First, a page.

US DEA temporarily bans synthetic opioid 'pink' after 46 deaths

Before you go, we thought you'd like these...
Before you go close icon

Nov 10 (Reuters) - The U.S. Drug Enforcement Administration (DEA) said on Thursday it had temporarily categorized a synthetic opioid nicknamed "pink" as a dangerous drug, after receiving at least 46 reports of deaths associated with its use.

The abuse of opioids - a class of drugs that includes heroin and prescription painkillers - has reached epidemic proportions in the United States.

SEE ALSO: Couple confesses to shooting up heroin in playground bathroom

The Centers for Disease Control and Prevention estimates that 78 Americans die every day from opioid overdose.

"Pink," known to chemists as U-47700, comes from a family of deadly synthetic opioids that are far more potent than heroin, and is usually imported to the United States mainly from China.

It gets its name from the pink-purple hue that comes from the way it is cut or processed.

Learn more about how opioids can impact your health:

13 PHOTOS
What opioids do to your health
See Gallery
What opioids do to your health

Opioid painkillers capitalize on our body's natural pain-relief system. We all have a series of naturally produced keys ("ligands") and keyholes ("receptors") that fit together to switch on our brain's natural reward system — it's the reason we feel good when we eat a good meal or have sex, for example. But opioids mimic the natural keys in our brain — yes, we all have natural opioids! When they click in, we can feel an overwhelming sense of euphoria.

Photo credit: Getty 

Opioid painkillers can have effects similar to heroin and morphine, especially when taken in ways other than prescribed by a doctor.

When prescription painkillers act on our brain's pleasure and reward centers, they can make us feel good. More importantly, though, they can work to reinforce behavior, which in some people can trigger a repeated desire to use.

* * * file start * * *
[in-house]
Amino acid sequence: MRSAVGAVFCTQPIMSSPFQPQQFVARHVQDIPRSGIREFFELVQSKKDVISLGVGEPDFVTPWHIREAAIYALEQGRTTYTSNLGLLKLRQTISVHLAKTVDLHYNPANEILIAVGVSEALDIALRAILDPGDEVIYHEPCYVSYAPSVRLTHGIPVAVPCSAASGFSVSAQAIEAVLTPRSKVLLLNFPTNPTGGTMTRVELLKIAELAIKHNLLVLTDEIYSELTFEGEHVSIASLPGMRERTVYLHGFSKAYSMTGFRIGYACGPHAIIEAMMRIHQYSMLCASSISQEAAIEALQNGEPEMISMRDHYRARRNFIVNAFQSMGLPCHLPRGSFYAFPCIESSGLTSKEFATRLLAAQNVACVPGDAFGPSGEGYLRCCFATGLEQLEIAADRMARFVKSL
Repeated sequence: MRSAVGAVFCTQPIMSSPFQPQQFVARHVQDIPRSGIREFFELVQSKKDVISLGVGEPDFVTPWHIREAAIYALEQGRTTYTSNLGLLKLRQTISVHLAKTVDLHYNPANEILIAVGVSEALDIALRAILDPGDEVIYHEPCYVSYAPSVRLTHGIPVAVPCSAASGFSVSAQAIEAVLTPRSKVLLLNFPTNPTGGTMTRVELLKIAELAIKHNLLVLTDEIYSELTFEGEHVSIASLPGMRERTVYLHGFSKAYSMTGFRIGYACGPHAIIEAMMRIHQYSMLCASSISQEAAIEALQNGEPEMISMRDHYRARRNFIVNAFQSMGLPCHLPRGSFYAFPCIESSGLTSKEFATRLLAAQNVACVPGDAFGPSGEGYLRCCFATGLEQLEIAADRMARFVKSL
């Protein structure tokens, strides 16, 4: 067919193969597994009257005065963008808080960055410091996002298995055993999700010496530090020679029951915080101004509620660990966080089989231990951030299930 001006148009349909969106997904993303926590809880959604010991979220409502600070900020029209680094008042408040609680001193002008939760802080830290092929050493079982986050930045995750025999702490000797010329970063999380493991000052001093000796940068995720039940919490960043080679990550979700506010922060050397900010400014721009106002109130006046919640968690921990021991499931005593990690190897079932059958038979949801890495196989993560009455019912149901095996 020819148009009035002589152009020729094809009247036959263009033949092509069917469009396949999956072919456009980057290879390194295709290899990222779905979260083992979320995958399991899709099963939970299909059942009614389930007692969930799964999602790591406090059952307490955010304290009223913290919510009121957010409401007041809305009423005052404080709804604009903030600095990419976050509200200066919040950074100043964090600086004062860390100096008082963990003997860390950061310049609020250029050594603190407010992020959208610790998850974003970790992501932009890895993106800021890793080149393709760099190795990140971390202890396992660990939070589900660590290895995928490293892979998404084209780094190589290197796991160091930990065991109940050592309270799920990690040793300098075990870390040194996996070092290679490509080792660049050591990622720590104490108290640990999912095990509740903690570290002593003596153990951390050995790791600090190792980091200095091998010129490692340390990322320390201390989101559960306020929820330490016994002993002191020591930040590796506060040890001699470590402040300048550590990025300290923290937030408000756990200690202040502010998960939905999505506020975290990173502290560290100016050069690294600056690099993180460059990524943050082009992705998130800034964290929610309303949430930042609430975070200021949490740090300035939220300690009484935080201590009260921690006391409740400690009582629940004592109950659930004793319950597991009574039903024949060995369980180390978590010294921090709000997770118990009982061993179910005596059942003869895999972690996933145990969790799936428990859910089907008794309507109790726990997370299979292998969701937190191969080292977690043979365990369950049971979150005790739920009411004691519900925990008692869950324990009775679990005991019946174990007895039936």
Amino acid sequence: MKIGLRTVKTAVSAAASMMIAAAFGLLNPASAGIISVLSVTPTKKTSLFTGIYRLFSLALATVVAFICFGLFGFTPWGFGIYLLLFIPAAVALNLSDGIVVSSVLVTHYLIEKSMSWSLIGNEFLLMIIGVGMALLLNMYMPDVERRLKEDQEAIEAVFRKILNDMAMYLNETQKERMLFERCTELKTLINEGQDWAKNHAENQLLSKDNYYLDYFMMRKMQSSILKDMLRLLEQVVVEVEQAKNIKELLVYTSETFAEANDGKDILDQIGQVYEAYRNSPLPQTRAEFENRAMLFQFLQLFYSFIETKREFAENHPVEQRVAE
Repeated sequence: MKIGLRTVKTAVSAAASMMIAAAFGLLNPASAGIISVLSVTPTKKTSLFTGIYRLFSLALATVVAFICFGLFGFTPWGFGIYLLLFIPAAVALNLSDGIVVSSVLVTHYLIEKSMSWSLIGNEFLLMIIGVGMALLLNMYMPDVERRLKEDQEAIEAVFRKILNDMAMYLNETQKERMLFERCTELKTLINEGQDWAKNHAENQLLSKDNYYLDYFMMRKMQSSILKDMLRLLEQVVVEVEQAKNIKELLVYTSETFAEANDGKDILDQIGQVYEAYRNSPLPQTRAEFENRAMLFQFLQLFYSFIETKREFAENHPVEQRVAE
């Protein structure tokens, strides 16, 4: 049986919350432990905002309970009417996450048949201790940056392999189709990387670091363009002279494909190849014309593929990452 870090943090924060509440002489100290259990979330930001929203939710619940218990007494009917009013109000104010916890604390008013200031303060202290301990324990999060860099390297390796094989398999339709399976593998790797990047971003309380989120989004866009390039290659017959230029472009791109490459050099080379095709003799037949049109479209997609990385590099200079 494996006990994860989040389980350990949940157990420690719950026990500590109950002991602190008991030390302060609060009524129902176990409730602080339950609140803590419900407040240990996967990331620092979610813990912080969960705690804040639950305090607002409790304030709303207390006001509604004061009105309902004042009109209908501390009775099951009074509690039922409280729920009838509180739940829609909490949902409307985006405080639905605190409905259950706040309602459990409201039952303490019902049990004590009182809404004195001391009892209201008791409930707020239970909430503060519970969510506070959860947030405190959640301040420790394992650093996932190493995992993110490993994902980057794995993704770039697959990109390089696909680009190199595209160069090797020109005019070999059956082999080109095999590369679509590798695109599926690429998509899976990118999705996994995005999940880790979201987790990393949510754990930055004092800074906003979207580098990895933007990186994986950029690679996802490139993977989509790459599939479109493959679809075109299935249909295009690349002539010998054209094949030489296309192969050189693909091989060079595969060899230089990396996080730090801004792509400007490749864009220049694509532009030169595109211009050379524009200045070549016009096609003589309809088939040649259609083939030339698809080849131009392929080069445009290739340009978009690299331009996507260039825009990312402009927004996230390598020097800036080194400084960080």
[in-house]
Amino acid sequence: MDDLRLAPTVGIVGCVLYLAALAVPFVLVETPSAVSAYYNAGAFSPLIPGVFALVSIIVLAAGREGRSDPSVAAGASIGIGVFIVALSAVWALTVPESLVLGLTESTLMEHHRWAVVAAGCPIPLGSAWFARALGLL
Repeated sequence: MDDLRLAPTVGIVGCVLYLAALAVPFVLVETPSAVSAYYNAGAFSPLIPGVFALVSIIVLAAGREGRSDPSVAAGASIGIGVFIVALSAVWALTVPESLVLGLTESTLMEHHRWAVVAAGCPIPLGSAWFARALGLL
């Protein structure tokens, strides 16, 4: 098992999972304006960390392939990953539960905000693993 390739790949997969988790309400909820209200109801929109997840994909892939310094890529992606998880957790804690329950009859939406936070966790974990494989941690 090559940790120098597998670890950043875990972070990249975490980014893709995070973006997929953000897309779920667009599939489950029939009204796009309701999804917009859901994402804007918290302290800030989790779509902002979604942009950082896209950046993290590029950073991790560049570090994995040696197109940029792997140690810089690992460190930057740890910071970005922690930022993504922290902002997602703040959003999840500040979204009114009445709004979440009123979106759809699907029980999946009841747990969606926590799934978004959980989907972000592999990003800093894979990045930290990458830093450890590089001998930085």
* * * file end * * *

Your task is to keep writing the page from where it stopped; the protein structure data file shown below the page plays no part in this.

Photo credit: Getty 

You may also feel sleepy.

Opioids act on multiple brain regions, but when they go to work in the locus ceruleus, a brain region involved in alertness, they can make us sleepy. Why? The drugs essentially put the brakes on the production of a chemical called norepinephrine, which plays a role in arousal.

Photo credit: Getty 

Your skin may feel flushed and warm.

Photo credit: Getty 

You'll begin to feel their effects 10 to 90 minutes after use, depending on whether they're taken as directed or used in more dangerous ways.

Some drugmakers design versions of their medications to deter abuse. Extended-release forms of oxycodone, for example, are designed to release slowly when taken as directed. But crushing, snorting, or injecting the drugs can hasten their effects.

It can also be deadly. Between 2000 and 2014, nearly half a million Americans died from overdoses involving opioid painkillers and heroin, a report from the US Centers for Disease Control and Prevention found. The most commonly prescribed painkillers were involved in more overdose deaths than any other type of the drug.

Photo credit: Getty 

Your breathing will slow as well.

Photo Credit: Getty 

Depending on the method used, the effect can last anywhere from four to 12 hours.

For severe pain, doctors typically prescribe opioid painkillers like morphine for a period of four to 12 hours, according to the Mayo Clinic. Because of their risks, it's important to take prescription painkillers only according to your physician's specific instructions.

Photo Credit: Getty 

Overdosing can stop breathing and cause brain damage, coma, or even death.

2014 report from the American Academy of Neurology estimates that more than 100,000 Americans have died from prescribed opioids since the late 1990s. Those at highest risk include people between 35 and 54, the report found, and deaths for this age group have exceeded deaths from firearms and car crashes.